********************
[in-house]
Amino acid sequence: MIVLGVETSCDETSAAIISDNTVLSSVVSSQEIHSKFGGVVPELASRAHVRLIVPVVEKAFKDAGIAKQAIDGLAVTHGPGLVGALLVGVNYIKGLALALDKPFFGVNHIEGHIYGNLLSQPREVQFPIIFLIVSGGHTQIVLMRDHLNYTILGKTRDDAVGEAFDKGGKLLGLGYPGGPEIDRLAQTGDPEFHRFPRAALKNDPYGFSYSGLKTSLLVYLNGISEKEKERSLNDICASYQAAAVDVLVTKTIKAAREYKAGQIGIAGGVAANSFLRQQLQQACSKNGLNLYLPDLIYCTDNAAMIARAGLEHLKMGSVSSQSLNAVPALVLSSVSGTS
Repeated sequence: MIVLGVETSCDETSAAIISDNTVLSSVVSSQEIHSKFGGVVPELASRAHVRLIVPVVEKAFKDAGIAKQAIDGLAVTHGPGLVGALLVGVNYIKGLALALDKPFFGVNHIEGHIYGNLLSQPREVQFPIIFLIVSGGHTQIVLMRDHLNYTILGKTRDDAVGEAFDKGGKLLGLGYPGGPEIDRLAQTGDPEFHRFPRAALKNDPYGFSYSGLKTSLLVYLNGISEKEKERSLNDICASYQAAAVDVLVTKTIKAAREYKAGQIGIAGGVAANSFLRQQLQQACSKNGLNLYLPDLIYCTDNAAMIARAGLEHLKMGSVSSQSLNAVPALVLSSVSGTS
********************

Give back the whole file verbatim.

[in-house]
Amino acid sequence: MIVLGVETSCDETSAAIISDNTVLSSVVSSQEIHSKFGGVVPELASRAHVRLIVPVVEKAFKDAGIAKQAIDGLAVTHGPGLVGALLVGVNYIKGLALALDKPFFGVNHIEGHIYGNLLSQPREVQFPIIFLIVSGGHTQIVLMRDHLNYTILGKTRDDAVGEAFDKGGKLLGLGYPGGPEIDRLAQTGDPEFHRFPRAALKNDPYGFSYSGLKTSLLVYLNGISEKEKERSLNDICASYQAAAVDVLVTKTIKAAREYKAGQIGIAGGVAANSFLRQQLQQACSKNGLNLYLPDLIYCTDNAAMIARAGLEHLKMGSVSSQSLNAVPALVLSSVSGTS
Repeated sequence: MIVLGVETSCDETSAAIISDNTVLSSVVSSQEIHSKFGGVVPELASRAHVRLIVPVVEKAFKDAGIAKQAIDGLAVTHGPGLVGALLVGVNYIKGLALALDKPFFGVNHIEGHIYGNLLSQPREVQFPIIFLIVSGGHTQIVLMRDHLNYTILGKTRDDAVGEAFDKGGKLLGLGYPGGPEIDRLAQTGDPEFHRFPRAALKNDPYGFSYSGLKTSLLVYLNGISEKEKERSLNDICASYQAAAVDVLVTKTIKAAREYKAGQIGIAGGVAANSFLRQQLQQACSKNGLNLYLPDLIYCTDNAAMIARAGLEHLKMGSVSSQSLNAVPALVLSSVSGTS